Saturday, November 30, 2013

Happy Shirley Chisholm Day!

In case you forgot November 30th is Shirley Chisholm Day...

Lay Off Michelle Obama: Why White Feminists Need to Lean Back

To expand on Shannon's discussion about Michelle Obama, here is an article that responds to Politico and other white feminists' critiques of her political activity. I'd be interested in discussing some of the points that Britney Cooper brings up in this article, particularly around her definition of "white female privilege" and how it comes into play with criticisms of Michelle Obama and other women of color in politics.

In addition, I think Cooper brings up an excellent point when she talks about Michelle Obama calling herself a "mom-in-chief" and how this title could have very different, very meaningful implications for black women and black families. Here is the quote:

"...I also acknowledge and agree with black feminists like Melissa Harris-Perry and Kirsten West Savali who have talked about the importance of Michelle Obama’s mom-in-chief role in countering persistent narratives about bad, delinquent black mothers. As Savali notes, 'In my feminism, we understand that raising intelligent, confident Black children in a loving family is one of the most revolutionary acts a Black woman can commit in America.'"

Cooper suggests that Michelle Obama's political role is much more complex when race is taken into account, and she argues that some white feminists forget to be mindful of "the historical and contemporary ideas that [Michelle Obama] is being forced to navigate" as a result of her black-womaness. I'm curious as to what you all think of her arguments, considering the articles that Shannon posted as well as our past discussions regarding relationships between white feminists and women of color.

Jessica Peña

Monday, November 25, 2013

No Secret Anymore clip

Here our some snippets from No Secret Anymore, the documentary on Del Martin and Phyllis Lyon. They are being interviewed when they are older, but there are great pictures of them from when they were younger. They are an adorable couple and an example of the work that so many women did for their rights in the 1960s-70s. It is interesting to look at how their less radical views of LGBT assimilation into heterosexual mainstream culture are being taken up again and reinforced through current debates surrounding same-sex marriage. How does their relationship set up standards that are similar to heterosexual relationships, in terms of monogamy, whiteness, and class background? How can we appreciate their contributions to the cause of gay rights while grappling with their assertion that the LGBT community should assimilate to heterosexual structures?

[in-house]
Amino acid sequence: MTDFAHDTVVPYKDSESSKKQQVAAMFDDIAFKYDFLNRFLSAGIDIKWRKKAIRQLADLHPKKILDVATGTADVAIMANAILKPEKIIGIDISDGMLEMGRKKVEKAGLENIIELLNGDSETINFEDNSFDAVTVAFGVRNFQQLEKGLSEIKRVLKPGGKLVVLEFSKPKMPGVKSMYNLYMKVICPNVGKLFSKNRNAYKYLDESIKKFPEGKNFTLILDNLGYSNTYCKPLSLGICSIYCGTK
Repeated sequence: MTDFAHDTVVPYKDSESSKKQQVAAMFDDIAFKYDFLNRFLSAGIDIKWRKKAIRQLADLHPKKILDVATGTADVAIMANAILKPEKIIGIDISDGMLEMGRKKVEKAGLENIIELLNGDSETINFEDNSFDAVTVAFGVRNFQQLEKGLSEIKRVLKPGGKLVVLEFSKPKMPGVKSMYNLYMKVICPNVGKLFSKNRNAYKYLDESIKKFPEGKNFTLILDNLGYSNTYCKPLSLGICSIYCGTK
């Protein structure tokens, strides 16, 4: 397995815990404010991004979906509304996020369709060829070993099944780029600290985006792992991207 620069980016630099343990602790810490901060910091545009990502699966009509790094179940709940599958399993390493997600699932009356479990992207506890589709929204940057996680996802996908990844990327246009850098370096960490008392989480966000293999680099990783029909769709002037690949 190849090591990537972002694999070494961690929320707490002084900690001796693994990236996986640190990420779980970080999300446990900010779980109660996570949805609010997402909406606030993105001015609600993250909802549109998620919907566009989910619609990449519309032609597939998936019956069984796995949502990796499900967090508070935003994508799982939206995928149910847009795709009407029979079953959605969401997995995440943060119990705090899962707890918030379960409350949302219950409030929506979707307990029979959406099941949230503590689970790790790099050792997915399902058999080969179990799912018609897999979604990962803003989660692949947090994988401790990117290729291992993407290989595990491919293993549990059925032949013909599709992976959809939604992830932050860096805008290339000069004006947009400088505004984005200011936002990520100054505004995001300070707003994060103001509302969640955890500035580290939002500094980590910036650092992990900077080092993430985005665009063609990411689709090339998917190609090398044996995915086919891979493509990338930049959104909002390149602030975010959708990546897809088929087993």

Friday, November 22, 2013

Michelle Obama: "feminist nightmare" ??

I read Feministing every day and this morning I saw a post called 'How to be a feminist, according to Politico.' Feministing didn't link to the Politico post, but critiqued it for defining a "real feminist" as a woman who cares about "Big Macho Male Politics", not "womanly" issues like reading to children and taking care of veterans. Reading through the Politico article, the author is criticizing Michelle Obama for focusing on too many domestic issues as First Lady, and not taking on more "serious" policy issues given her impressive qualifications, and Feministing contends in response that the Politico author is relying on discriminatory double standards that ask everything of the First Lady - to be the good feminist, the good mom, the good wife, the good policy advocate - and blast her if she falls short by failing to do it all and do it perfectly. Personally, I'm not a fan of the Politico post. The author repeatedly mentions how Michelle was expected to be a "superwoman" but it "wasn't meant to be." There's no such thing as a superwoman, though! Is it not just an unachievable standard created to keep women in their place by making it impossible for them to reach it...? I can sympathize with the politico author's desire for a more politically active first lady, but I think she was very unfair in her critiques of Michelle Obama.

Either way, I think this discussion makes a really interesting contribution to our discussion of first ladies, maternalism in politics, and public perceptions of women.

Feministing, "How to be a feminist, according to Politico":
Politico, "Leaning Out - how Michelle Obama became a feminist nightmare" :

Also, here's another response to the original Politico article (also from Politico):

Wednesday, November 20, 2013

On Allyship

Today, the Claremont Port Side released this opinion piece online about the role of people who identify as "allies" today. Given some of our past class discussions about the roles of allies throughout American history (such as men in the suffrage movement or white activists in the Civil Rights Movement), I thought this was an interesting way to think about the role of allies in movements to break down modern systems of oppression.

Tuesday, November 19, 2013

17 Offensive Advertisements

This is just something I stumbled across while on the internet. It's 17 advertisements that would be banned today. While some don't necessarily have to do with our class discussions, many of the ads made me think of When Everything Changed. There are many portrayals of women in the housewife role and that being her sole duty. Furthermore, most of the advertisements belittle women. Looking at the advertisements gave me a moment of, "wow, where would we be today without feminism."

Sunday, November 17, 2013

Great Speech About Sexism In American Politics On "Scandal"

While I am wary of calling "Scandal" a realistic portrayal of American politics, there was a fantastic speech made in one of the recent episodes about sexism in politics. A female presidential candidate talked about how people speak "in code" when referring to her in order to reinforce gender based stereotypes. You can access the clip here.

Thursday, November 14, 2013

Hillary Clinton and gender politics discussion in 2016